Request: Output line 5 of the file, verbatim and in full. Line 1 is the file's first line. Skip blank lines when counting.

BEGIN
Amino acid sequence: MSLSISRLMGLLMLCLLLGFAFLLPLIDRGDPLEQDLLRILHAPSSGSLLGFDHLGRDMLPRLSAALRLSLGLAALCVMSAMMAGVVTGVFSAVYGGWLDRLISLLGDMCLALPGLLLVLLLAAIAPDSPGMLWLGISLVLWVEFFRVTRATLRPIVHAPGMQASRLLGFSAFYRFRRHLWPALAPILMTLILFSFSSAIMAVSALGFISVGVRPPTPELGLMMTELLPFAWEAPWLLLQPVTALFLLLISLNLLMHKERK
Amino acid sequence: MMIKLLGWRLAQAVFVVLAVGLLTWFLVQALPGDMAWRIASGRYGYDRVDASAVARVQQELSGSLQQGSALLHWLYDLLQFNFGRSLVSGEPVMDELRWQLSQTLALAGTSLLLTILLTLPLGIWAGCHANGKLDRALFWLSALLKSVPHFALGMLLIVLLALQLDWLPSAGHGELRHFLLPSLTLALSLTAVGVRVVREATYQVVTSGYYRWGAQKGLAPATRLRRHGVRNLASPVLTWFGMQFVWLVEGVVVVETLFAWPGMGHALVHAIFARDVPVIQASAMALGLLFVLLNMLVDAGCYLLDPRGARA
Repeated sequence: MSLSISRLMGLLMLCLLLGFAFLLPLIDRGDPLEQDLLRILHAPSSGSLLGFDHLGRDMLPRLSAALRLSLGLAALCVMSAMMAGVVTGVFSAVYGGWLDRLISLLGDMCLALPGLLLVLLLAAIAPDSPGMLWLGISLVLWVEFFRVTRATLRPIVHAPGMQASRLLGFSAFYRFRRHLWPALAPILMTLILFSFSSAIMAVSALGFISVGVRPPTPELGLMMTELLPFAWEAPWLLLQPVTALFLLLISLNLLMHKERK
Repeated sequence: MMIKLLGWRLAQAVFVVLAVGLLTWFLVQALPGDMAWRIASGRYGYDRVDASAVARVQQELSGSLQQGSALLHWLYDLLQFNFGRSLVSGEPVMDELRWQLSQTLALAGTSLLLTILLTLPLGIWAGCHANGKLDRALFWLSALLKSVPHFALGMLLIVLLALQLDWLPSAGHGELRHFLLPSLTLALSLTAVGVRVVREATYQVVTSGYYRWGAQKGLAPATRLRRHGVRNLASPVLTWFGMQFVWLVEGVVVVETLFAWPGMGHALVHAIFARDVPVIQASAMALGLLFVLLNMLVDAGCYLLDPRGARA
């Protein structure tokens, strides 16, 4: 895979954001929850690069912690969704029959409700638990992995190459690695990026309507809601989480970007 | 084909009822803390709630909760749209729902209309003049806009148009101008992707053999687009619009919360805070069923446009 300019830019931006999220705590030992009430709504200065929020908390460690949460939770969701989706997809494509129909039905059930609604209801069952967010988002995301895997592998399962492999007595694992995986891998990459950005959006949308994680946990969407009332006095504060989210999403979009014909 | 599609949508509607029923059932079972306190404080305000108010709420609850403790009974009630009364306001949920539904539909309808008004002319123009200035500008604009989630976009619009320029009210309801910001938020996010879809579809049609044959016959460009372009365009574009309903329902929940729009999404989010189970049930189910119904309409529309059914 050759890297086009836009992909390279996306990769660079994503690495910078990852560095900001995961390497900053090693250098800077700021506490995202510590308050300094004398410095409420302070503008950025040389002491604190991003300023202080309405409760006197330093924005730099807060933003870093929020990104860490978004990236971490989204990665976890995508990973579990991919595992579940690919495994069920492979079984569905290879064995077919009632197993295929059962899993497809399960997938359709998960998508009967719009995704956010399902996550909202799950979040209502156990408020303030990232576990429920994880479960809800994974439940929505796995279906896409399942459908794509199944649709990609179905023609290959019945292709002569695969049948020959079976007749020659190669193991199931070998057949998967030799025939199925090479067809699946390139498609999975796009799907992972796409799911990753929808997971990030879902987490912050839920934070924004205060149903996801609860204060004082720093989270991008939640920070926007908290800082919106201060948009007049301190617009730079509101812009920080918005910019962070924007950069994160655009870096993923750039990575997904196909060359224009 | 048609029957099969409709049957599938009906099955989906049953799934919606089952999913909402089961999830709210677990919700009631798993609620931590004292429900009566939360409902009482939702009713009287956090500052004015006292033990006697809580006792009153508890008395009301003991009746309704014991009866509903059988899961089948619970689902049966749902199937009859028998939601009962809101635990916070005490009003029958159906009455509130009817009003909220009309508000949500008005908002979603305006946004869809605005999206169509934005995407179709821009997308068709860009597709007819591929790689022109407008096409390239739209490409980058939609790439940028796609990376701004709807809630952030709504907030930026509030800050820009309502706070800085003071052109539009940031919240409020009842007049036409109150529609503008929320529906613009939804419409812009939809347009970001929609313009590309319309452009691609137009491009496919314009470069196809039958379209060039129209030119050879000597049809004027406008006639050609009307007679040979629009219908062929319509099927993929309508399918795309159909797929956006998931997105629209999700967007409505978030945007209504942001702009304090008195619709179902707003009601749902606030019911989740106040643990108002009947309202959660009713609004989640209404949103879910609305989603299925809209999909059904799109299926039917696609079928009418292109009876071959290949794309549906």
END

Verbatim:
């Protein structure tokens, strides 16, 4: 895979954001929850690069912690969704029959409700638990992995190459690695990026309507809601989480970007 | 084909009822803390709630909760749209729902209309003049806009148009101008992707053999687009619009919360805070069923446009 300019830019931006999220705590030992009430709504200065929020908390460690949460939770969701989706997809494509129909039905059930609604209801069952967010988002995301895997592998399962492999007595694992995986891998990459950005959006949308994680946990969407009332006095504060989210999403979009014909 | 599609949508509607029923059932079972306190404080305000108010709420609850403790009974009630009364306001949920539904539909309808008004002319123009200035500008604009989630976009619009320029009210309801910001938020996010879809579809049609044959016959460009372009365009574009309903329902929940729009999404989010189970049930189910119904309409529309059914 050759890297086009836009992909390279996306990769660079994503690495910078990852560095900001995961390497900053090693250098800077700021506490995202510590308050300094004398410095409420302070503008950025040389002491604190991003300023202080309405409760006197330093924005730099807060933003870093929020990104860490978004990236971490989204990665976890995508990973579990991919595992579940690919495994069920492979079984569905290879064995077919009632197993295929059962899993497809399960997938359709998960998508009967719009995704956010399902996550909202799950979040209502156990408020303030990232576990429920994880479960809800994974439940929505796995279906896409399942459908794509199944649709990609179905023609290959019945292709002569695969049948020959079976007749020659190669193991199931070998057949998967030799025939199925090479067809699946390139498609999975796009799907992972796409799911990753929808997971990030879902987490912050839920934070924004205060149903996801609860204060004082720093989270991008939640920070926007908290800082919106201060948009007049301190617009730079509101812009920080918005910019962070924007950069994160655009870096993923750039990575997904196909060359224009 | 048609029957099969409709049957599938009906099955989906049953799934919606089952999913909402089961999830709210677990919700009631798993609620931590004292429900009566939360409902009482939702009713009287956090500052004015006292033990006697809580006792009153508890008395009301003991009746309704014991009866509903059988899961089948619970689902049966749902199937009859028998939601009962809101635990916070005490009003029958159906009455509130009817009003909220009309508000949500008005908002979603305006946004869809605005999206169509934005995407179709821009997308068709860009597709007819591929790689022109407008096409390239739209490409980058939609790439940028796609990376701004709807809630952030709504907030930026509030800050820009309502706070800085003071052109539009940031919240409020009842007049036409109150529609503008929320529906613009939804419409812009939809347009970001929609313009590309319309452009691609137009491009496919314009470069196809039958379209060039129209030119050879000597049809004027406008006639050609009307007679040979629009219908062929319509099927993929309508399918795309159909797929956006998931997105629209999700967007409505978030945007209504942001702009304090008195619709179902707003009601749902606030019911989740106040643990108002009947309202959660009713609004989640209404949103879910609305989603299925809209999909059904799109299926039917696609079928009418292109009876071959290949794309549906």